CONTAINING LINKS TO 49705 STORIES FROM THE NETWORKS' NIGHTLY NEWSCASTS
     TYNDALL HEADLINE: HIGHLIGHTS FROM MARCH 11, 2008
A spring Tuesday during primary season: normally campaign coverage would dominate the day's headlines as Barack Obama hopes that a win in the Mississippi Democratic primary will dampen the surge Hillary Rodham Clinton enjoyed last week after her wins in Texas, Ohio and Rhode Island. Not this time. The politics of New York State were Story of the Day instead as the second day of Gov Eliot Spitzer's sex scandal unfurled. The three network anchor desks, as on Monday, were occupied by a trio of Today alumnae. CBS' Katie Couric was joined by substitutes Ann Curry at NBC and Elizabeth Vargas at ABC. Curry and Couric led with Spitzer. Vargas chose a trading day of heavy buying on Wall Street, before introducing a pair of Spitzer packages.    
     TYNDALL PICKS FOR MARCH 11, 2008: CLICK ON GRID ELEMENTS TO SEARCH FOR MATCHING ITEMS
click to playstoryanglereporterdateline
video thumbnailABCGov Eliot Spitzer (D-NY) call girl sex scandalPlea bargain deal, resignation expectedBrian RossNew York
video thumbnailNBCGov Eliot Spitzer (D-NY) call girl sex scandalSuspicious financial activity involved $80KMike TaibbiNew York
video thumbnailCBSGov Eliot Spitzer (D-NY) call girl sex scandalPonder motives of reckless pols, loyal wivesNancy CordesNew York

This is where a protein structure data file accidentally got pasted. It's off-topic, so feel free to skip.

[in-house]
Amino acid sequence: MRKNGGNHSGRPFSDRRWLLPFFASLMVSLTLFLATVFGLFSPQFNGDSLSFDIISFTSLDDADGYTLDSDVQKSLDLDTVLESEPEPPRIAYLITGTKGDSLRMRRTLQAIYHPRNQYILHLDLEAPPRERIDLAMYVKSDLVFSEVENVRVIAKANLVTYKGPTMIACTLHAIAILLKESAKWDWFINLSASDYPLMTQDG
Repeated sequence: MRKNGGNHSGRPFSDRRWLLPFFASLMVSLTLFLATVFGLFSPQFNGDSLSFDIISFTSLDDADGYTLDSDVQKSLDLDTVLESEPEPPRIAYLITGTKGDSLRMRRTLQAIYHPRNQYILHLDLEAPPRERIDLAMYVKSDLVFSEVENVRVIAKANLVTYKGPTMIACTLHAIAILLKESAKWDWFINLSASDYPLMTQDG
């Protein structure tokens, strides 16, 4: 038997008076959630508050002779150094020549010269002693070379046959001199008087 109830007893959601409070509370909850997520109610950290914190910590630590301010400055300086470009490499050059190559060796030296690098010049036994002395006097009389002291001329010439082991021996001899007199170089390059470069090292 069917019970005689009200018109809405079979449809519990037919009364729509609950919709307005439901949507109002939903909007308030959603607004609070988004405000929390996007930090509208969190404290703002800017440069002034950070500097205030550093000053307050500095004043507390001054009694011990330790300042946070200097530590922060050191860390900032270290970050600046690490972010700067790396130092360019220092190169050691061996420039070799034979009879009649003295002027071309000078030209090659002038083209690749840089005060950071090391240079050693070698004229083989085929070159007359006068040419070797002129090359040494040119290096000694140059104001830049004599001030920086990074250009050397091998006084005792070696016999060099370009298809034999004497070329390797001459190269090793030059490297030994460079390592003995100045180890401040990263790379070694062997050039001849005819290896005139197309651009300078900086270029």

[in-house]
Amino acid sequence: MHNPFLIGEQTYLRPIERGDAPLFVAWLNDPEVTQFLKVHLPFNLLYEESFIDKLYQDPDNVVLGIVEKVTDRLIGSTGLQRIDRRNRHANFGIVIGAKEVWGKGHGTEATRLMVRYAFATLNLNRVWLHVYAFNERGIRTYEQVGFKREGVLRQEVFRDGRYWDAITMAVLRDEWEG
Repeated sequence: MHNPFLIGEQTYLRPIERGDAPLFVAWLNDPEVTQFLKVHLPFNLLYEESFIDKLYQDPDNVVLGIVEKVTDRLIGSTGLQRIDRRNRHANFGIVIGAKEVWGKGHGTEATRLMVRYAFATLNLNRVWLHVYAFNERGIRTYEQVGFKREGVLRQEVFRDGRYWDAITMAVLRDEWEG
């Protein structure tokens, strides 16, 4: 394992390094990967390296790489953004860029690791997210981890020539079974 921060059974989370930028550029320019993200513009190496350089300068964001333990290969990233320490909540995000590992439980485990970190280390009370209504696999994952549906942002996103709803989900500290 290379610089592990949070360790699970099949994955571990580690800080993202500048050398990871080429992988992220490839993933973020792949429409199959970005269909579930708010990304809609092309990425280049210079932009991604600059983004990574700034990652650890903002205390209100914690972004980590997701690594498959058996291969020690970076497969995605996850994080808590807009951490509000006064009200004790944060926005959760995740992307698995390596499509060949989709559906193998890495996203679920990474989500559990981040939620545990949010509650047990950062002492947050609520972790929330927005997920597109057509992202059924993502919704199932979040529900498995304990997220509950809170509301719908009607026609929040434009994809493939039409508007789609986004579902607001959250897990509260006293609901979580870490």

video thumbnailCBSPentagon Central Command leadership shake-upAdmiral Fallon resigns over Iran, Afghan policyDavid MartinPentagon
video thumbnailABCNYSE-NASDAQ closing pricesDJIA rebounds after Fed offers $200bn to banksBetsy StarkNew York
video thumbnailCBS2008 Mississippi Democratic primaryObama expected to win, restore pre-Ohio leadDean ReynoldsChicago
video thumbnailNBC2008 John McCain campaignFulltime effort to fill fundraising shortfallKelly O'DonnellNew York
video thumbnailNBCTeenage sexuality, sexual activity trendsMany girls contract STD viruses, infectionsSavannah GuthrieWashington DC
video thumbnailNBCBeijing Summer Olympic Games previewedAir pollution causes marathoner not to competeMark MullenBeijing
video thumbnailABCFarm tractors in England targeted for theftSuspect out-of-work Northern Ireland terroristsNick WattEngland
 
TYNDALL BLOG: DAILY NOTES ON NETWORK TELEVISION NIGHTLY NEWS
SEX SCANDAL SUPERSEDES PRIMARY A spring Tuesday during primary season: normally campaign coverage would dominate the day's headlines as Barack Obama hopes that a win in the Mississippi Democratic primary will dampen the surge Hillary Rodham Clinton enjoyed last week after her wins in Texas, Ohio and Rhode Island. Not this time. The politics of New York State were Story of the Day instead as the second day of Gov Eliot Spitzer's sex scandal unfurled. The three network anchor desks, as on Monday, were occupied by a trio of Today alumnae. CBS' Katie Couric was joined by substitutes Ann Curry at NBC and Elizabeth Vargas at ABC. Curry and Couric led with Spitzer. Vargas chose a trading day of heavy buying on Wall Street, before introducing a pair of Spitzer packages.

There were three strands to the Spitzer story: the politics, the prosecution and the morality. CBS assigned a reporter to all three; ABC chose politics and morality; NBC concentrated on the prosecution. Monday, when the call girl scandal was revealed, Mike Taibbi on NBC had a different take from his rival networks. He reported that the feds were investigating the Emperor's Club VIP prostitution ring when its wiretap stumbled on Client #9, who happened to be the Governor. There is "no indication Spitzer was a target of the investigation," Taibbi told us then.